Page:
Metabolic activity and cholinergic innervation in the barrel somatosensory cortex after amputation and after artificial stimulation of the transected infraorbital nerve. (A) CyO-reacted and ChAT-immunostained sections are shown in upper and lower row, respectively. Ipsilateral or unaffected hemispheres are on left, contralateral or affected hemispheres are on right. Peripheral deafferentation causes a decrease in gross structure and metabolic and cholinergic states of the affected barrel cortices (Amputated-right). Artificial stimulation of the transected nerve protects the metabolic activity of the affected barrel cortices. It maintains similar CyO-levels between the two hemispheres but does not avoid the deafferentation-dependent degenerative effect on cholinergic innervation (Prosthetic-right). Ipsilateral cortices show significantly lower ChAT-staining levels than the contralateral ones. In ipsilateral hemispheres rostral is right; in contralateral hemispheres rostral is left and lateral is top. Scale bars = 200 μm in CyO; 50 μm in ChAT. (B) Graphic representations of mean OD percentage changes of the contralateral vs. ipsilateral hemispheres indicated as C/I (%). Metabolic activity (CyO, left) and cholinergic innervation (ChAT, right) values of the barrel cortices of control, amputated, and prosthetic animals (represented by blue, red, and green symbols, respectively) are given separately for cortical layers II/III and IV and the whole II-IV field. Values are expressed as mean ± s.e.m. Significant differences are indicated by an asterisk (ANOVA, *P < 0.05).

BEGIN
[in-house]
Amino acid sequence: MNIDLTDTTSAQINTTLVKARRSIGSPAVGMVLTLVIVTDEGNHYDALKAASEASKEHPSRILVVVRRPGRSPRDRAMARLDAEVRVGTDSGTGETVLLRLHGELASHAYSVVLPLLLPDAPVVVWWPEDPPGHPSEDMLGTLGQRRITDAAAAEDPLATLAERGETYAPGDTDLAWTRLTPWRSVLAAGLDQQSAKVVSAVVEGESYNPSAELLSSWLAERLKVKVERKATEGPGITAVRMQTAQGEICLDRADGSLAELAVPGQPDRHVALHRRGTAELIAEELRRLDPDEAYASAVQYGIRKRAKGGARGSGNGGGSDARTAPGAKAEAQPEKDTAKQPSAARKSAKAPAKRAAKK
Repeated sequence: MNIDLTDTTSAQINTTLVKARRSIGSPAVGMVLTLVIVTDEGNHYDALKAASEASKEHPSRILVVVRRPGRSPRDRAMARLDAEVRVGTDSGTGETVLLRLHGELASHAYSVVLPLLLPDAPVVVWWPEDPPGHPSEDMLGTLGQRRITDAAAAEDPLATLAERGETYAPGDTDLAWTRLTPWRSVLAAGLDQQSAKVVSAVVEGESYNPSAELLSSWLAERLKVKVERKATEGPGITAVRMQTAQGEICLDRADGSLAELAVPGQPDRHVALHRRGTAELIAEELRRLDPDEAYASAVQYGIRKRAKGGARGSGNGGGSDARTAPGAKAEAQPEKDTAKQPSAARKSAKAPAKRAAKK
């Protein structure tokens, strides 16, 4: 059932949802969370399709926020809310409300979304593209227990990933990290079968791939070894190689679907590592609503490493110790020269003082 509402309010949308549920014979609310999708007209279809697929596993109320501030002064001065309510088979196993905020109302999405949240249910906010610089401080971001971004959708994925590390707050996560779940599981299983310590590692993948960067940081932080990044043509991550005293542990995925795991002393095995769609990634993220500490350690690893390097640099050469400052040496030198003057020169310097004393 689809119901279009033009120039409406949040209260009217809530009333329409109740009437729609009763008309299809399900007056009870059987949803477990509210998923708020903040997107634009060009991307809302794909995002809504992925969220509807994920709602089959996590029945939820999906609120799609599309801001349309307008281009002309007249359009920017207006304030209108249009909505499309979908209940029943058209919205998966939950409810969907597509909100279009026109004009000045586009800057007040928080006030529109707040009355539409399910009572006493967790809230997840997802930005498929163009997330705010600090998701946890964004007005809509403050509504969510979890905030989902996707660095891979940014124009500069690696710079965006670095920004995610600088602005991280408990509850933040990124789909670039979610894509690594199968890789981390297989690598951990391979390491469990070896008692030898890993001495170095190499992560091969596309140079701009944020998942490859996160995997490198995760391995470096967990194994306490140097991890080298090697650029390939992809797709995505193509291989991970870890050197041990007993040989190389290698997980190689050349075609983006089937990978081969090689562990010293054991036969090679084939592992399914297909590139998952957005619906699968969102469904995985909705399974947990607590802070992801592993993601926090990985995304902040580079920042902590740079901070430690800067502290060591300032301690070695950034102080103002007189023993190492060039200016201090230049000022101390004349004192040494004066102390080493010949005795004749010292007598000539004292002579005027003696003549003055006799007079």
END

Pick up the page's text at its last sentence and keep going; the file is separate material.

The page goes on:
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Figure 4: Metabolic activity and cholinergic innervation in the barrel somatosensory cortex after amputation and after artificial stimulation of the transected infraorbital nerve. (A) CyO-reacted and ChAT-immunostained sections are shown in upper and lower row, respectively. Ipsilateral or unaffected hemispheres are on left, contralateral or affected hemispheres are on right. Peripheral deafferentation causes a decrease in gross structure and metabolic and cholinergic states of the affected barrel cortices (Amputated-right). Artificial stimulation of the transected nerve protects the metabolic activity of the affected barrel cortices. It maintains similar CyO-levels between the two hemispheres but does not avoid the deafferentation-dependent degenerative effect on cholinergic innervation (Prosthetic-right). Ipsilateral cortices show significantly lower ChAT-staining levels than the contralateral ones. In ipsilateral hemispheres rostral is right; in contralateral hemispheres rostral is left and lateral is top. Scale bars = 200 μm in CyO; 50 μm in ChAT. (B) Graphic representations of mean OD percentage changes of the contralateral vs. ipsilateral hemispheres indicated as C/I (%). Metabolic activity (CyO, left) and cholinergic innervation (ChAT, right) values of the barrel cortices of control, amputated, and prosthetic animals (represented by blue, red, and green symbols, respectively) are given separately for cortical layers II/III and IV and the whole II-IV field. Values are expressed as mean ± s.e.m. Significant differences are indicated by an asterisk (ANOVA, *P < 0.05).